When fire-fighters arrive on the scene to spray a building that’s on fire, they are managing a fire, but that’s not prevention. To prevent a problem, we have to stop it before it happens. Prevention means that a fire-fighter never has to arrive on the scene. So, we change building code policies, train people about how to use appliances safely, and normalize social behaviors that prevent fires.
Similarly, to prevent the harm caused by acts of violence and abuse, we want to live in a community where it is more and more unlikely that any person would ever think of harming another person through an act of sexual violence. To accomplish that, it’s a lot like fire prevention. We adopt new policies, create protective environments where people can interact in safe and supportive ways, and spread skills and social norms that stop the “fire” from beginning in the first place.
Preventing acts of sexual violence is public health work. We rely on the successes of many who have come before us and have helped our communities learn to use seat belts, stop smoking, and prevent disease. Effective public health efforts have created massive change in the past, using a model that follows four basic steps:
It’s about looking for the “bright spots” – what people are doing that is truly increasing safety – and spreading the light around.
There are four main categories of “protective factors” that help prevent sexual violence. None of them can alone prevent sexual violence, and must all be part of a community to see rates of abuse decrease. The first is Inclusive Belonging – this is the kind of interdependence and sense of a shared social ecosystem that makes sure that every single person has an equitable seat at the table. The second is Social-Emotional Literacy, which is about understanding emotions, welcoming them as part of a full human and communal life, and find healthy ways to express and comfort emotional distress. Consent – establishing healthy norms around sexuality and boundaries. At SARA, we define consent as a “free happy clear yes, and nothing less” – and we try to practice asking first in daily interactions with people, and respecting their own self-determination. And finally, Transformative Accountability and Bystander Empowerment is about how we address harm in our communities – do we shame and alienate, or do we call people in and empower bystanders to safely stop harm once it has begun? Do we protect people who have been harmed? Do we practice accountability in a way that supports the prevention of further harm? For example, when our 11-year-old crosses another child’s boundaries in some small way, can we invite new ways of relating instead of shaming? Can we invite adults who have caused harm in the past (which is every one of us in one way or another) to transform and stop harm? And can we as bystanders take responsibility for helping to bring about community-wide transformation?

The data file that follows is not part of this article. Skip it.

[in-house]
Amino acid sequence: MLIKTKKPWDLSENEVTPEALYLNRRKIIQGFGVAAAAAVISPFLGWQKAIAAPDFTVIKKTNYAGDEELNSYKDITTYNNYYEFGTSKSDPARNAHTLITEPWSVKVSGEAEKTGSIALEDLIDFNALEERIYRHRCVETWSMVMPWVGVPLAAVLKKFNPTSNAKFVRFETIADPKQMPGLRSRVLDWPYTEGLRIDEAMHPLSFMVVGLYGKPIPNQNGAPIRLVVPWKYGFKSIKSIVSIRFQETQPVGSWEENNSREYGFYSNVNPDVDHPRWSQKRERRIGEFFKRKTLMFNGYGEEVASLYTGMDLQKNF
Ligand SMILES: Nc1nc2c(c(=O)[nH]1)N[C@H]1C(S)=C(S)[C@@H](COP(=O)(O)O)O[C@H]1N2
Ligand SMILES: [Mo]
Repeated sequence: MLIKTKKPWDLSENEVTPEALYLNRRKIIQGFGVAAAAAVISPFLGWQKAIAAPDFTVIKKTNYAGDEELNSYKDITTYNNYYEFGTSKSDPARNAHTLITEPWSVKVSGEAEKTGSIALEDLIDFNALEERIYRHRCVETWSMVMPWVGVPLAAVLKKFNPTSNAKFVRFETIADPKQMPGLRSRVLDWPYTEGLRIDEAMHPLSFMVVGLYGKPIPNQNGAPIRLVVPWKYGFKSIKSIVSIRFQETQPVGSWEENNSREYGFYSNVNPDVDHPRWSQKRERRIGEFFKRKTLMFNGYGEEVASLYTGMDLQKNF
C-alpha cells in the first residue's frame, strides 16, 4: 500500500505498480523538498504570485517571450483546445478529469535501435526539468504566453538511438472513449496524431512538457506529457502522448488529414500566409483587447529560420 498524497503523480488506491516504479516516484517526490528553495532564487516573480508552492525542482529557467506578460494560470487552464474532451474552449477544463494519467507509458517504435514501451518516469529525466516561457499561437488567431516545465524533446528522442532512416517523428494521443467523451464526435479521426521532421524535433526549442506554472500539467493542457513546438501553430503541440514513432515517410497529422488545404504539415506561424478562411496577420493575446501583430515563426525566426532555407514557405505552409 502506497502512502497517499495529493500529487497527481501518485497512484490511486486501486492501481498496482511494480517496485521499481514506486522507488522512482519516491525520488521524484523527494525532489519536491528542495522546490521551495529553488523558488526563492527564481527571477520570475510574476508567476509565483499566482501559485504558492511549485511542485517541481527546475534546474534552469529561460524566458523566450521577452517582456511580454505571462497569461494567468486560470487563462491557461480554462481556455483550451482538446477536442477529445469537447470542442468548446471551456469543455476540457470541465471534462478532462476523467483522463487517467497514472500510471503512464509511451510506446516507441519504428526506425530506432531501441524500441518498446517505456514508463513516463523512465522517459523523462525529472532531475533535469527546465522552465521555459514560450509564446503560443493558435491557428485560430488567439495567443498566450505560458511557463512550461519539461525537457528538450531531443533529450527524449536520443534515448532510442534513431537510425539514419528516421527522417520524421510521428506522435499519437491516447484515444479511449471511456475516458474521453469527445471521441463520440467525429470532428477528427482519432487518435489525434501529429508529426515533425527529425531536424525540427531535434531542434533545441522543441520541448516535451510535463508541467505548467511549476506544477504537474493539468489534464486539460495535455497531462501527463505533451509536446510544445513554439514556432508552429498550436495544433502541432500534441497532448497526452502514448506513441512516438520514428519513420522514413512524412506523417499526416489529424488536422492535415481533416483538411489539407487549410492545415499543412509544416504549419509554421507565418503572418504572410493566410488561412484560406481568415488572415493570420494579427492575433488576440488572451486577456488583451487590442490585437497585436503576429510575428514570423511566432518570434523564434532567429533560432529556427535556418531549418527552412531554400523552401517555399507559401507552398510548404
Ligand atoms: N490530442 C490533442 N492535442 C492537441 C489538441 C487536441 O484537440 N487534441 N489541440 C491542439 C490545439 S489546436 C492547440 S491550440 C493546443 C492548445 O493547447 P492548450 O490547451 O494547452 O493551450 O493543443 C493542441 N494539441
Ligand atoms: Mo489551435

In our region, we get to work with amazing community members who are bringing prevention strategies into their workplaces, schools, and homes. Our Restaurant Coalition members have developed tools to help staff and managers communicate quickly and effectively to stop sexual harassment in the moment. Our Parent Council provides tools and resources about emotional literacy to other parents throughout the region. Our Green Dot programs in high schools shift the norms among adults and students in the building, so that bystanders are empowered to intervene to stop abuse and every person in the building sees that they have a role to play. Coaching Boys Into Men equips coaches of boys’ sports teams to have conversations where they model the inclusive and respectful behavior they want in their students. The Ten Men program engages men in advocating for change in their own spheres of influence.
There are opportunities every day for each one of us to engage in prevention. Any time you support the inclusion of voices who have often been ignored, you are doing prevention. When you support your child as she expresses her anger – not shaming her or shutting her down, but calmly setting boundaries and providing comfort – you are doing prevention. When you encourage your son to speak to his friend who harasses people at school, you are doing prevention. When you model consent and ask before hugging someone, you are doing prevention. Some of these may seem small and some may seem big, but they add up.